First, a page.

Imlek Under the Pandemic Shadow

Dahlan Iskan
Dahlan Iskan, SOE Minister (2011-14)

IO – In Chinese zodiac (shio), it takes 11 animals to represent personality traits. But even that is not enough. There needs to be the 12th one so that all human nature can be reflected in animals. The 12th one isn’t really an animal; it’s a dragon, a ginormous serpent that, though wingless, can fly. A magical and mighty beast that can breathe fire. 

The dragon completes the 12 Chinese zodiac signs which represent the auspicious order of life in Chinese culture — rat, ox, tiger, rabbit, dragon, snake, horse, goat, monkey, rooster, dog, pig. 

This year is called the year of the tiger. Next year will the year of the rabbit, followed by the year of the dragon. Many Chinese people plan for their children to be born in the year of the dragon, meaning that starting from the end of next year husbands will have to be more “diligent”. 

Actually, dragon doesn’t exclusively belong to the East. The West also knows the fantasy beast, which is depicted with wings. 

In Indonesia, President Gus Dur is a dragon. President Sukarno, President SBY and President Jokowi are all an ox. President Megawati’s sign is a pig, while President B.J. Habibie is a rat. 

For two years running, the Chinese New Year has been enshrouded in a gloomy mood due to the COVID-19 pandemic. But still one must say “Xin Nian Kuai Le” (Happy New Year) or “Gong Xi Fa Cai” (Wish You Happiness and Prosperity). 

Unlike New Year’s Eve, there is no festive celebration on the eve of Chinese New Year. All Chinese families are expected to gather at home: to have a reunion dinner. Before eating, they would pray to the ancestors. The must-have menus are: braised pork in sweet soy sauce, fish, tofu, and noodles. 

On the New Year Day itself, the main activity is the distribution of hong bao (ang pao) or red envelope. It isn’t the envelope that matters, but the content: money. Older relatives would give hong bao to children or nieces/nephews. Grandparents to grandchildren, etc. 

During the day, the young and children would pay a visit to the elder, hoping to get an ang pao. But not for those who are already married. 

They are many unspoken rules around Chinese New Year. Different subgroups have their own beliefs. For example, people of Hokkien ancestry have different beliefs than the ones from Guangdong. Teochew is different from the Hakka.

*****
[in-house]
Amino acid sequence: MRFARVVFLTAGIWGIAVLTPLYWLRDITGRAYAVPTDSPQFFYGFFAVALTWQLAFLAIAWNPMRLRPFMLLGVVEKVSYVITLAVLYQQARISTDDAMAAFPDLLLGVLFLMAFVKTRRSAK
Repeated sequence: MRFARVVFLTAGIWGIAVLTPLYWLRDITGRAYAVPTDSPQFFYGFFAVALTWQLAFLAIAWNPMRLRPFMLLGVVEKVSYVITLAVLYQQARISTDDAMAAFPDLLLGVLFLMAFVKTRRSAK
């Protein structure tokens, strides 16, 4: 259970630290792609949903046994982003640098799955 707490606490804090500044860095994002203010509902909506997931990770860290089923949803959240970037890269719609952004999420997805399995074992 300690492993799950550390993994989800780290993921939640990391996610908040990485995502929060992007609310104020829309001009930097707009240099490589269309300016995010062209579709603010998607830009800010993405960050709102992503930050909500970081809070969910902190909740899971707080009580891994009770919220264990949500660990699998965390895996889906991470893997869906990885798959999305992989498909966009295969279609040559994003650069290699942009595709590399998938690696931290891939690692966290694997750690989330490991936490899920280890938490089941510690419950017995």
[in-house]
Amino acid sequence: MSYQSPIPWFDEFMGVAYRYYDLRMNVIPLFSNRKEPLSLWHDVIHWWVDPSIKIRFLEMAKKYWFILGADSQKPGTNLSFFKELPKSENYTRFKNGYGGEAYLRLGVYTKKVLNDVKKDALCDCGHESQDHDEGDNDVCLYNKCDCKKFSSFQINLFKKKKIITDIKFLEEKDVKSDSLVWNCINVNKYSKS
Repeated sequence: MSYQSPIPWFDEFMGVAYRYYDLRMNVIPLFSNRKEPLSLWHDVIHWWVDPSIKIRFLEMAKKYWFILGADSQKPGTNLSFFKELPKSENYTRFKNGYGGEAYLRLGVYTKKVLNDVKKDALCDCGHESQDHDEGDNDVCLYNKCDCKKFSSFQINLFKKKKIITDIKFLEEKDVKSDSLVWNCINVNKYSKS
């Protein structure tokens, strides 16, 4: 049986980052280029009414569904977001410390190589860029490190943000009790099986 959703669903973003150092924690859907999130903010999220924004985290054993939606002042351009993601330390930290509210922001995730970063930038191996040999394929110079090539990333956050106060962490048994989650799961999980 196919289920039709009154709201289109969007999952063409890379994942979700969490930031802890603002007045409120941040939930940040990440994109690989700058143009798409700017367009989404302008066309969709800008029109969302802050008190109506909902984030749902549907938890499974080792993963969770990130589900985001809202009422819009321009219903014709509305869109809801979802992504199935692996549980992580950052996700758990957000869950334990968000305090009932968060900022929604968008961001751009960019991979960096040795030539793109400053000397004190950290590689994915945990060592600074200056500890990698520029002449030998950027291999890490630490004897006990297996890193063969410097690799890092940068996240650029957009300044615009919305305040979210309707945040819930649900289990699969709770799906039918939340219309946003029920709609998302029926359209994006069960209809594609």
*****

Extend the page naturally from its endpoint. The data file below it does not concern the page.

Generally, the Chinese people are not allowed to sweep the house, change bed sheet. If it has to be done, they have to weep inward so that the fortune does not get swept away. 

A well-known tradition is praying to ancestors on the eve of the Chinese New Year. That’s why many people stay awake until midnight. 

I myself spent Chinese New Year’s Eve aboard a ferry crossing the Sunda Strait, from Merak to Bakauheni. 

I pondered what had changed among the Chinese community in Indonesia. In the past two or three years, I have never heard a Chinese say “Wo men zai guo nei…”. Guo nei means China. There is awareness that their guo nei is actually Indonesia. 

This wrong habit probably started with their Chinese teacher in the past as their teachers came from China. So, it’s natural that the teacher would say “guo nei”. 

Indeed, I still hope that the people who say “Wo men zhong guo ren” will begin to say “Wo men in ni hua ren”. But this may take longer: the term zhong guo is not only synonymous with China but also zhong hua. 

Real progress can be seen at Ciputra University in Surabaya. Dr. Maksum, a Madurese communication lecturer, told me that in his class the number of Chinese and indigenous students are almost balanced and there is no apparent “barrier” in the interactions among them. 

Maksum said children of Muslim entrepreneurs want their children to become a tycoon like Ciputra so they send their children to study there. On the other hand, said Maksum, who graduated from Airlangga University, many Chinese students are starting to enroll at Islamic economics program at Airlangga University. 

Of course, some barriers are still visible: in housing, schools, and the economy. But still today we say “Xin Nian Kuai Le. Gong Xi Fa Cai!